However, we might witness a dip in VC/HNI funding in the short run. Investors will be more vigilant and may take longer than usual to make funding decisions after following stringent diligence procedures. But there is nothing to worry about because if we look at the previous economic downfalls, we can notice the market eventually bounce back after the end of an epidemic crisis. To extend the runway, businesses can even approach existing investors for additional funding. Since they are already invested and have their skin in the game; they are more likely to help during this time.

Small businesses should be on the lookout for borrower-friendly loans rolled out by government authorities. The US Government has rolled out a US$350bn fund for direct business loans under the Small Business Administration (SBA) as part of its larger US$2 trillion COVID-19 Stimulus Package. These are interest & tax-free loans with a deferred repayment period, to adjust to the business owners’ needs. Moreover, businesses already having sizeable loan commitments can request lenders for moratoriums on repayments owing to halted operations and dried-up cash flows.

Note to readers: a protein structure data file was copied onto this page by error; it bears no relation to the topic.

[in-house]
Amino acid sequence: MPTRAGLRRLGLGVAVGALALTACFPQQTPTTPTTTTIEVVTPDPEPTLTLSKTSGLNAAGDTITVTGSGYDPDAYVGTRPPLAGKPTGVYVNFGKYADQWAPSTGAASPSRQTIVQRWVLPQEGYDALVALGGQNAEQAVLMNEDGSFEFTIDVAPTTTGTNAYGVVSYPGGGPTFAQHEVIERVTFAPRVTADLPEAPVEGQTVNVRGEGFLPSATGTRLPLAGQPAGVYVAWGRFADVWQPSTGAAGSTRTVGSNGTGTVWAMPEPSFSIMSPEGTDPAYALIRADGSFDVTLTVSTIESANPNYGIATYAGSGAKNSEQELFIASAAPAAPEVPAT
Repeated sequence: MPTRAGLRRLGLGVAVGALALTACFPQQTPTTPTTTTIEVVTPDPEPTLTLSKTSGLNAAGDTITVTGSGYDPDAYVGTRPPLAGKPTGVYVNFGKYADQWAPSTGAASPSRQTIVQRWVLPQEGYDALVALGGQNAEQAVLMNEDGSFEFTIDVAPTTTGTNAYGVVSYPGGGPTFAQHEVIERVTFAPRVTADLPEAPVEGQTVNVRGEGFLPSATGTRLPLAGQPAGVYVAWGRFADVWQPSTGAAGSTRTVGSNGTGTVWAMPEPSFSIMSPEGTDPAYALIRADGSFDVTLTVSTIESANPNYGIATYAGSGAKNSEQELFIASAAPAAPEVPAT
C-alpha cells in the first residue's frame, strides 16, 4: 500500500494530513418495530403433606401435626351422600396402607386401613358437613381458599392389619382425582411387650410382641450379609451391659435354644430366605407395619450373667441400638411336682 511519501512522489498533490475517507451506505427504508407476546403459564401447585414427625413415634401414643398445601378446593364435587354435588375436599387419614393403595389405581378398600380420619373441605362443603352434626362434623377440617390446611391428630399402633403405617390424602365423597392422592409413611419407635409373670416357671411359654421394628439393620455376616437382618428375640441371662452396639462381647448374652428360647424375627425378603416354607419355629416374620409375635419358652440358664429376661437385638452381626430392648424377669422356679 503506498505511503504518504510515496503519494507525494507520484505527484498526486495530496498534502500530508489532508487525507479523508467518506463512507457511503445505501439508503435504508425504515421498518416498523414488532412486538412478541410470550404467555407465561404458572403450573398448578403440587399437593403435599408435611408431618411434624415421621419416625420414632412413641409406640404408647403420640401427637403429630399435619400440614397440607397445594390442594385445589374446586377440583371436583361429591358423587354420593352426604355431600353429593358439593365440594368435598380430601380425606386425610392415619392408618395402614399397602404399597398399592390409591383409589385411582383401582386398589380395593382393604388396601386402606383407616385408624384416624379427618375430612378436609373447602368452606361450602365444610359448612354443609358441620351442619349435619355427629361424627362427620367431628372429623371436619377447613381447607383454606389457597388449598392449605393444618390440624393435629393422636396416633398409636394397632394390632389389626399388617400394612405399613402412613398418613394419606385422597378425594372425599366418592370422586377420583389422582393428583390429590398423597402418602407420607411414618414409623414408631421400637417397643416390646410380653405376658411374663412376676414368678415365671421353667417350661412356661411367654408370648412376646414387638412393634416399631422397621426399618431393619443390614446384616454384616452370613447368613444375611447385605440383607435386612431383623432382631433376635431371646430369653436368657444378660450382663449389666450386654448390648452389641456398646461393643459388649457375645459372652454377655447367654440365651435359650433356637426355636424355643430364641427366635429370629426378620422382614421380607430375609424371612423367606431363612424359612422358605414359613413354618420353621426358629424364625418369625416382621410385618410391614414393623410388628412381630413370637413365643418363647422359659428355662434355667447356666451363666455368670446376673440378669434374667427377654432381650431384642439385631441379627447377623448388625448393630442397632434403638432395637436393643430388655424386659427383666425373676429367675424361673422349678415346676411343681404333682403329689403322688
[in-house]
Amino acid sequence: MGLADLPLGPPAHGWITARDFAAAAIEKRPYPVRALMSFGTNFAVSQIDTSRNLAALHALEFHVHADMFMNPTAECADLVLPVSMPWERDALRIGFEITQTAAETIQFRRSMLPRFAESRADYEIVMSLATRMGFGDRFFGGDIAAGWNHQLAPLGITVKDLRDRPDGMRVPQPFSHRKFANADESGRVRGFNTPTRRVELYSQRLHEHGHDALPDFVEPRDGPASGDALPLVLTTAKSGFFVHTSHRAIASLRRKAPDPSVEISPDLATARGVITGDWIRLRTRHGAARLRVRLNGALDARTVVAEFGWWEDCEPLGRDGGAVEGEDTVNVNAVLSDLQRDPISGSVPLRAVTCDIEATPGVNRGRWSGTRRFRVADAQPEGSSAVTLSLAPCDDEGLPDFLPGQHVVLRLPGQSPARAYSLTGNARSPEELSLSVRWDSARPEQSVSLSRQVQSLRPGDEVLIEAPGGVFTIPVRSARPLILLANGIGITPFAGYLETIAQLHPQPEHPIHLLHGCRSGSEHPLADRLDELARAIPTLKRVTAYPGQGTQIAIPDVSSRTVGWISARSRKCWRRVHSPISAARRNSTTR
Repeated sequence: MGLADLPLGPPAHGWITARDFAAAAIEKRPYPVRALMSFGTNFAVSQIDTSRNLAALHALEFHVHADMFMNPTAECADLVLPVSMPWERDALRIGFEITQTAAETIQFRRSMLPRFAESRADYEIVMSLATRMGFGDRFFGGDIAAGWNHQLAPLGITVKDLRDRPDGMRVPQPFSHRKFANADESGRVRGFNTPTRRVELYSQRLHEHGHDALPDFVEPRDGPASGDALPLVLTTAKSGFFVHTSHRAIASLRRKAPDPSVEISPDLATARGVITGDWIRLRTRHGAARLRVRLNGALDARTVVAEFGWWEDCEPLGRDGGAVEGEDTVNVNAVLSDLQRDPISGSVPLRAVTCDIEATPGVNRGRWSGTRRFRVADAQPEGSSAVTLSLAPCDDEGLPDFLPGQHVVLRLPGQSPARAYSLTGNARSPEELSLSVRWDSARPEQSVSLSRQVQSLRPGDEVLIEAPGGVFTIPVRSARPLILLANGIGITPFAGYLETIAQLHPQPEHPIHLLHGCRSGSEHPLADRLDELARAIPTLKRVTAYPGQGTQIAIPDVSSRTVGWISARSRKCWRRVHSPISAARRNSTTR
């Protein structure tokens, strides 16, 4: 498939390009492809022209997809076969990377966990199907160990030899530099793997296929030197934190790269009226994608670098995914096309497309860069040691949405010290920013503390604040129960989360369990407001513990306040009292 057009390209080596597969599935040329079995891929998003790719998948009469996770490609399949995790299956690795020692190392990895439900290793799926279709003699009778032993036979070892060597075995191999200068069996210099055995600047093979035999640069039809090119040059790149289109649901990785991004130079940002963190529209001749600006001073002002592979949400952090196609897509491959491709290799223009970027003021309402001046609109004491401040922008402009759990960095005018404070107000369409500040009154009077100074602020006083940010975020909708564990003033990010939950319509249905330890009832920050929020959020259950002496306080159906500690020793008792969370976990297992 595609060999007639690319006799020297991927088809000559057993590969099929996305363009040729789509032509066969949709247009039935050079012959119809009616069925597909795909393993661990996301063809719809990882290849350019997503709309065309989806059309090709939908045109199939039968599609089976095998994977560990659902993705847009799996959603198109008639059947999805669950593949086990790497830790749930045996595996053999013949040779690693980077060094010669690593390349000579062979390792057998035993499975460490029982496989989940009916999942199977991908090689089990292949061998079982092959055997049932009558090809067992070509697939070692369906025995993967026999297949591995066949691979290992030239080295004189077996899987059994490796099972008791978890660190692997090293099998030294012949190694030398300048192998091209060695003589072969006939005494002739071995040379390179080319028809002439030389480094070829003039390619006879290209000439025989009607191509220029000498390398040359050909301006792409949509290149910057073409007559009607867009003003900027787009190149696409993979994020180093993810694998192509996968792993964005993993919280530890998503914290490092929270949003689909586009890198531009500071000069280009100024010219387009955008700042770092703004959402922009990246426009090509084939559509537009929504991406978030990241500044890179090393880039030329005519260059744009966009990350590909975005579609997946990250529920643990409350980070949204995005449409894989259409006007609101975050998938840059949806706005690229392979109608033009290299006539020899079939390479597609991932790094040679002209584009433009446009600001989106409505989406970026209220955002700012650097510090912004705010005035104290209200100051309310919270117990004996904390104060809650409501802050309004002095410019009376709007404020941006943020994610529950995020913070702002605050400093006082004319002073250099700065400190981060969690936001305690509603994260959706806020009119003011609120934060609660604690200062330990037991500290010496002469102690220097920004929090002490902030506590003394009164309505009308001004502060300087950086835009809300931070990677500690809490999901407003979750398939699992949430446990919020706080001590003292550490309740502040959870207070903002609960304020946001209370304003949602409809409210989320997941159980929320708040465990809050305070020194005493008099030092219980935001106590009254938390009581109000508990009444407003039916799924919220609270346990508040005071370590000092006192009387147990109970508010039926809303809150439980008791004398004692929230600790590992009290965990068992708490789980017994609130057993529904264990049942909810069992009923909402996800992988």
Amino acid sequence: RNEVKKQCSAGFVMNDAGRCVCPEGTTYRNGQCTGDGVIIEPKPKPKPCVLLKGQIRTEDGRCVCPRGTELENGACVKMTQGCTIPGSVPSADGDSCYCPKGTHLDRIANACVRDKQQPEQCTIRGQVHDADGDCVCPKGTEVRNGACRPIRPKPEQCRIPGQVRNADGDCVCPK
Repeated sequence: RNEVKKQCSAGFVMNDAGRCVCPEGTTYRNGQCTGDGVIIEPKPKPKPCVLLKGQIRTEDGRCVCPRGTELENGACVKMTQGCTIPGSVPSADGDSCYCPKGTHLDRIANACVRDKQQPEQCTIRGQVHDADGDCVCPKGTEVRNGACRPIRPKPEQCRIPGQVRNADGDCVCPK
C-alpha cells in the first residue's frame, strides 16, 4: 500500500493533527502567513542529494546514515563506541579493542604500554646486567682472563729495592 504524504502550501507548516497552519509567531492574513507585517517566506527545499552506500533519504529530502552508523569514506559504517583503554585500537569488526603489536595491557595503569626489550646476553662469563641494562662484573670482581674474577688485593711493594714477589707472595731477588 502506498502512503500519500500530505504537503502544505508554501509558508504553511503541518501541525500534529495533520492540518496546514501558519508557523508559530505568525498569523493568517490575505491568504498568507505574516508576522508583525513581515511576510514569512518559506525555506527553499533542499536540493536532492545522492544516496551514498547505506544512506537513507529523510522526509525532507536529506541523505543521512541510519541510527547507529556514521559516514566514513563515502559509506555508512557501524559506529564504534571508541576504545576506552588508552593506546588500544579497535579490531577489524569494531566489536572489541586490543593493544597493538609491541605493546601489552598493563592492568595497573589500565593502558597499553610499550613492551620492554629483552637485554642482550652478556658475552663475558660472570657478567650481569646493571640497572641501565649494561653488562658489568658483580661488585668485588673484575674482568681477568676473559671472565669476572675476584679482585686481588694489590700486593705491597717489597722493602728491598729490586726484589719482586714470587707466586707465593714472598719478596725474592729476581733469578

This is the time when understanding the gravity of the situation and ensuring the business continuity is important and all that matters is to sail smoothly in these difficult times. Here are a few tips to stay connected and afloat during the shutdown:

  1. Communicate transparently with your customers
  2. Maintaining a healthy relationship with contracted parties
  3. Managing employees & related optimization
  4. Keep Service Team Engaged
  5. Communication to stakeholders

In these difficult times, it is important to stand united and help one another in whatever way we can. Stay safe and stay healthy. Please remember that some of the best initiatives are built-in trying times. Like all difficult situations, this too shall pass.